By Greg Scott
My son, Steven, was 18 months old when we learned he was afflicted with congenital kidney disease–autosomal recessive polycystic kidney disease (ARPKD) to be precise. Steven was one of the toughest people I have ever known. From the start, he was determined to lead a normal life and despite the many complications from his disease that included high blood pressure, bouts of serious esophageal bleeding and daily injections of growth hormone, Steven did exactly what he set out to do. He lived a completely normal life that even included contact sports. Ice hockey and golf were his favorites, and he participated in all the other activities of a growing and developing young man.
Right after his graduation from high school, his kidneys stopped functioning and he had to be placed immediately on dialysis. That was the only time I ever saw him despondent about his condition. As a family, we went into action. All of us—I, his mother, brother and sister—were tested to determine who would be a match for donation. As it turned out, I was the best match and two months after Steven’s kidneys failed, we were both admitted to New York Presbyterian Hospital where the transplant took place. The transplant was successful, although Steven did have some post-op complications that he fought through with his usual strength and overcame. Soon afterwards, he was able to attend college and felt blessed to be leading a truly normal life. And then two and a half years after the transplant, we lost Steven to a tragic accident that had nothing at all to do with his kidney disease.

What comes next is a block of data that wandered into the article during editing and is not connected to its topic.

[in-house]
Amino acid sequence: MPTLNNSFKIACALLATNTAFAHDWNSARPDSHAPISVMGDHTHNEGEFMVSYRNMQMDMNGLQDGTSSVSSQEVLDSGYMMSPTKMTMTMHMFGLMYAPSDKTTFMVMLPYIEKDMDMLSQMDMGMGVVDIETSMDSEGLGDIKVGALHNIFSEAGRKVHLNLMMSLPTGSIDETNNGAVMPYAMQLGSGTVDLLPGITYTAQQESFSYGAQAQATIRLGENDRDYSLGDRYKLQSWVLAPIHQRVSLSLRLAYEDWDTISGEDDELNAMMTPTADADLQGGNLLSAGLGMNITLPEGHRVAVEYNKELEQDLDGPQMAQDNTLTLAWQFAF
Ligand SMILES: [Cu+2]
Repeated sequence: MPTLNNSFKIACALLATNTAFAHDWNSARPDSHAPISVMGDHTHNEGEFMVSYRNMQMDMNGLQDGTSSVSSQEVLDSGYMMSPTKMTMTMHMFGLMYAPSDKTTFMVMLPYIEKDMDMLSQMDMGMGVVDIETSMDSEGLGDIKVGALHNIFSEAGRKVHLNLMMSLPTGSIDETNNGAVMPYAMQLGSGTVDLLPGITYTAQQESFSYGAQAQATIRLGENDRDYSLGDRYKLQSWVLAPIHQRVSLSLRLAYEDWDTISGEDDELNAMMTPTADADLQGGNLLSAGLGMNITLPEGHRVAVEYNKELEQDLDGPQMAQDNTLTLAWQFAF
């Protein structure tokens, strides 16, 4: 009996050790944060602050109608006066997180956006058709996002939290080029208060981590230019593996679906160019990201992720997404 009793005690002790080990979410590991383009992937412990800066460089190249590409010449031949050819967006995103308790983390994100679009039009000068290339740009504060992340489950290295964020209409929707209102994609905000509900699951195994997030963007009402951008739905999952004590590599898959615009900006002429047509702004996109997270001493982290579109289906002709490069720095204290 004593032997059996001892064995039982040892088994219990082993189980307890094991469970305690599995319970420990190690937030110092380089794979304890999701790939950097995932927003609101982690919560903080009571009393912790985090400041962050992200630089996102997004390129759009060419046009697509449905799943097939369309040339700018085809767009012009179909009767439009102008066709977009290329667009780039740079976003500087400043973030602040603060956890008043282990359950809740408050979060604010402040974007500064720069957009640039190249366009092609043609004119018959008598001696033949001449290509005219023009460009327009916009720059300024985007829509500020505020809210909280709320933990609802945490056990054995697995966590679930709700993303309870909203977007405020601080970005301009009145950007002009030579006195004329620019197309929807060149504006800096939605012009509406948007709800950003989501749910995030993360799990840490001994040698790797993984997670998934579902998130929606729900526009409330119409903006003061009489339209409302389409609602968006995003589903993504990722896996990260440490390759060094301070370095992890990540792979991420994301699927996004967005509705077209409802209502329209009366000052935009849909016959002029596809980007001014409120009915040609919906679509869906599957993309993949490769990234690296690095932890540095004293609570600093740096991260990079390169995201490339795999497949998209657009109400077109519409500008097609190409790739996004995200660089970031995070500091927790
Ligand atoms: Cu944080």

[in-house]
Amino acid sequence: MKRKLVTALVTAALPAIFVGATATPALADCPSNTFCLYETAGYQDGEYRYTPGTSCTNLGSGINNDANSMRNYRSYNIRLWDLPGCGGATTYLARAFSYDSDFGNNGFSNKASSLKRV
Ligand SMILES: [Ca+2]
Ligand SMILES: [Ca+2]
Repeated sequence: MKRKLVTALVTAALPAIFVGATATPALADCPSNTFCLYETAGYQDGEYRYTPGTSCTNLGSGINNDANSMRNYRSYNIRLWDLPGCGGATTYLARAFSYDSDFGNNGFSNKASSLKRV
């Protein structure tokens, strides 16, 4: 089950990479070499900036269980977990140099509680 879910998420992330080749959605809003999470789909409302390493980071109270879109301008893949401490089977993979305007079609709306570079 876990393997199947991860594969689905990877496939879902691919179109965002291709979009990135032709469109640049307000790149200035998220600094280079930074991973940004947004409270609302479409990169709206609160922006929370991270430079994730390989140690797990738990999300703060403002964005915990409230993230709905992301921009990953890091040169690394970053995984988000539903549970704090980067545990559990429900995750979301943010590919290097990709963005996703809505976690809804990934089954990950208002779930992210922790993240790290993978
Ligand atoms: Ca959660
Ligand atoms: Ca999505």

People sometimes act as though I did something special as a donor. I did not. I did only what any father would do under the circumstances and my life as a living donor is absolutely unchanged except for the huge void created by Steven’s passing. Steven couldn’t do anything about his kidney disease except treat it, live with it and enjoy life to the fullest, which he did. The rest of us CAN do something about kidney disease and it is why the mission of the NKF is so important to me and for all of us. We can prevent kidney disease and we can certainly slow its progression for those among us who are impacted. We have way too many people suffering from end stage renal disease, or kidney failure. Early detection and treatment are critical to preventing the onset of kidney failure. And, organ donation, most importantly, living donation, needs to be much more commonplace. Please take the time to learn what the NKF is doing to end this hardship and donate to our cause—if not money, your time, as a volunteer. We can make a difference.